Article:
Elder abuse is priority for Toronto police

By Ron Fanfair, Toronto Police Service Published: 9:14 a.m. July 18, 2019
Updated: 2:24 p.m. July 18, 2019

With a high number of elder abuse cases going unreported, Toronto Police has stepped up its campaign to ensure that the extremely vulnerable are protected.

A man in police uniform talks to two women
Insp. Paul McIntyre engages seniors

On June 11, the Service’s Senior Consultative Committee provided 5,000 booklets, “Social Isolation of Seniors” to frontline social workers.

“This booklet is an educational tool that addresses the social phenomenon that is social isolation and the perils of it,” said Const. Jason Peddle, the Service’s Vulnerable Persons Co-coordinator, at an event organized by Elder Abuse Ontario on June 15 at Waterfront Community Centre. “It goes beyond education in that it provides tips and strategies for the common everyday citizen to maybe intervene on a personal level.

“We want everyday citizens to be armed with some information that can be a real valuable tool in combatting social isolation when it comes to elder abuse in the community. If someone sees something that concerns them, we are encouraging them to knock on a door and talk to that individual. A seemingly small gesture like that can change lives.”

June is Seniors Month and World Elder Abuse Awareness Day is celebrated on June 15.

Insp. Paul McIntyre along with S/Supt. Kim Yeandle and Peddle sit on the Chief Mark Saunders’ Senior Consultative Committee that was established a few years ago.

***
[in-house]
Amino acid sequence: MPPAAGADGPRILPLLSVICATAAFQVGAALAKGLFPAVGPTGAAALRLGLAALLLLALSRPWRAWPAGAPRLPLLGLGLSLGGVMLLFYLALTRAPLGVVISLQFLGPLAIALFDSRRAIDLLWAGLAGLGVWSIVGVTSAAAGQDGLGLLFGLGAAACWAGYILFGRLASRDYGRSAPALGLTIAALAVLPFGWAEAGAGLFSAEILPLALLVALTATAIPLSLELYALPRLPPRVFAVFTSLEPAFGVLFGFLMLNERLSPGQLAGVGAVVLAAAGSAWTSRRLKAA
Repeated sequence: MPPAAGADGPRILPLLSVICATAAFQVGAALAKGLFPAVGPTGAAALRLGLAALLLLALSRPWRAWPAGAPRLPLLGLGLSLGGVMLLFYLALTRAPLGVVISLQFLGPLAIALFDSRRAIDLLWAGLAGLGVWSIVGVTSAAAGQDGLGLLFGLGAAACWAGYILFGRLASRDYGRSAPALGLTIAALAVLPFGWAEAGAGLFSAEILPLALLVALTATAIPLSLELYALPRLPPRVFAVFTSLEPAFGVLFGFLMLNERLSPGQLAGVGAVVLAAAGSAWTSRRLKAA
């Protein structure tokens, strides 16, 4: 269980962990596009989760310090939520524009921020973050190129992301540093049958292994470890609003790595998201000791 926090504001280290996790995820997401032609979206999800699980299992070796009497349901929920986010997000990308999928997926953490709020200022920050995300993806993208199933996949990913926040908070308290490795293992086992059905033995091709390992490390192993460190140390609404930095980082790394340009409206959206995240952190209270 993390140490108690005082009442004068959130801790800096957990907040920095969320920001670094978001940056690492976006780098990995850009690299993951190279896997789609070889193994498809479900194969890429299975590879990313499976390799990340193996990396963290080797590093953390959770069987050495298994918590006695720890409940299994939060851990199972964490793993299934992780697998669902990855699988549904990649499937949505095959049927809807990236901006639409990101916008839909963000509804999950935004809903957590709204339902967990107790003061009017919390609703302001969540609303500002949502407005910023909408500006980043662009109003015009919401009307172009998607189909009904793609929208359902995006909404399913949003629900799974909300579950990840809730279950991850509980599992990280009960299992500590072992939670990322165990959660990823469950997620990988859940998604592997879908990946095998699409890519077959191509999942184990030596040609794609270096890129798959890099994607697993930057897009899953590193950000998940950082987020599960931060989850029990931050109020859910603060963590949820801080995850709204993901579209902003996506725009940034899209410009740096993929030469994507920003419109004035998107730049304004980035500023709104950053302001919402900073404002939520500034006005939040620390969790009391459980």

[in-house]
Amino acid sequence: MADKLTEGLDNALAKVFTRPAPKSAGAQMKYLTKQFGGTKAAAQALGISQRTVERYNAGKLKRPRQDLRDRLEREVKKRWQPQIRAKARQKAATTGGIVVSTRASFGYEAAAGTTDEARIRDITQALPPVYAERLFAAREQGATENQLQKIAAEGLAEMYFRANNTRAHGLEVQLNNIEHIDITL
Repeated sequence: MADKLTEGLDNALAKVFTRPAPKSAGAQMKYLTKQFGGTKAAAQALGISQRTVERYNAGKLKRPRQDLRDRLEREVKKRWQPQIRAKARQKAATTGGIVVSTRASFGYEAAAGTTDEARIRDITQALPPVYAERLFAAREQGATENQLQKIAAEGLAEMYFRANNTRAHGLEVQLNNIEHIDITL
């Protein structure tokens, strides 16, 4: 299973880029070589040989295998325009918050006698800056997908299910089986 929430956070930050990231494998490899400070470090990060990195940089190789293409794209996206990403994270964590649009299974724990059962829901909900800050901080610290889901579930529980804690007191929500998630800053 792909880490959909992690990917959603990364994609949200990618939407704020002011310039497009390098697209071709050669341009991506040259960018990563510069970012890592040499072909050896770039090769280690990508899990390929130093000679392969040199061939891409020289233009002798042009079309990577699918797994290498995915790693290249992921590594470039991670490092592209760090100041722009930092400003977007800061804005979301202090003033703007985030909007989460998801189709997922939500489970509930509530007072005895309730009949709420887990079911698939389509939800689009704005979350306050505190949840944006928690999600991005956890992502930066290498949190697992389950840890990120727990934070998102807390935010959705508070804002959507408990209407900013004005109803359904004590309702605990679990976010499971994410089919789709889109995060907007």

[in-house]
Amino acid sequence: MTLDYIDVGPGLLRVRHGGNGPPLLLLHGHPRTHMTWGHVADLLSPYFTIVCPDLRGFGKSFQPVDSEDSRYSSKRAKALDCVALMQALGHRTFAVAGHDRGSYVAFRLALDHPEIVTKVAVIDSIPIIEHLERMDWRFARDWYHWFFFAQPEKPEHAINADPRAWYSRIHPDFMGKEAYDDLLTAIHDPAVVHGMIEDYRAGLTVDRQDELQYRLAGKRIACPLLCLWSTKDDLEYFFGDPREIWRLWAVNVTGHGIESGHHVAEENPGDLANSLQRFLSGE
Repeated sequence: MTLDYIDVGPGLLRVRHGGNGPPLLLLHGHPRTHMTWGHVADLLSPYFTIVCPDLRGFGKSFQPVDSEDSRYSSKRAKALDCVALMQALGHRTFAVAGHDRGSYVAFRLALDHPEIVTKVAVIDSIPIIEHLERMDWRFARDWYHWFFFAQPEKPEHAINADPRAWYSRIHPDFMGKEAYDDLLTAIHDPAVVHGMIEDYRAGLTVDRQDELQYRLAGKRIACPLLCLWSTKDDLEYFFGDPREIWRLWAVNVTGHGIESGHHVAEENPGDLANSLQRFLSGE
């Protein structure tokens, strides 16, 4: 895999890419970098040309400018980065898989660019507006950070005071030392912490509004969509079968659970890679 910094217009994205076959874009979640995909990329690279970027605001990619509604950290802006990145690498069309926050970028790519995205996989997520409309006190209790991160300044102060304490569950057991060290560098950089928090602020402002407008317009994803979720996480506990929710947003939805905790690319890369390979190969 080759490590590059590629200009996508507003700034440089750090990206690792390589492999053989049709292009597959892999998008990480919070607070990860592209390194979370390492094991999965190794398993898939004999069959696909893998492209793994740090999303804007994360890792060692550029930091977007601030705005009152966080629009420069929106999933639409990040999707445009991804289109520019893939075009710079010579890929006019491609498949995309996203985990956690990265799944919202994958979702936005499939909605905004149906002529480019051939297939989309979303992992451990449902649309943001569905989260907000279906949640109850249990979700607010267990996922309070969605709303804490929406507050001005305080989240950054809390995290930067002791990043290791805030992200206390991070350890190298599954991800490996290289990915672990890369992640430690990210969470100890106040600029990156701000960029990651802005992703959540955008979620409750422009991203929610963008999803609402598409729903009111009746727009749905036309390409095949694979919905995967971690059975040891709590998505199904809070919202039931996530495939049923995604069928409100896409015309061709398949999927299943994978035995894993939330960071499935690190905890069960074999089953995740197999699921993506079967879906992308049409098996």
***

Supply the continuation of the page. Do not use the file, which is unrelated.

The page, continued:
“We are working with some top notch people in the field, including doctors and lawyers to talk about best practices and how we can combat elder abuse in the province,” said McIntyre. “We are on the right track.”

Four women are flanked by two men in police uniforms
Const. Jason Peddle, Christine Chan, Rieann Rideout, Marlene Cater, Marta Hajek, Insp. Paul McIntyre

Marta Hajek, the Elder Abuse Ontario executive director, said her organization relishes its collaboration with Toronto Police.

“There is no mandatory reporting in the community, so it is important that we work with Toronto Police and other agencies around the province to ensure that all officers that are on the frontline are well informed about elder abuse issues and they can recognize some of the warning signs,” she said.

Elder Abuse Ontario transitioned to Elder Abuse Prevention Ontario on June 15.

“We are about prevention advocacy and building public awareness and that happens through education,” said Hajek.

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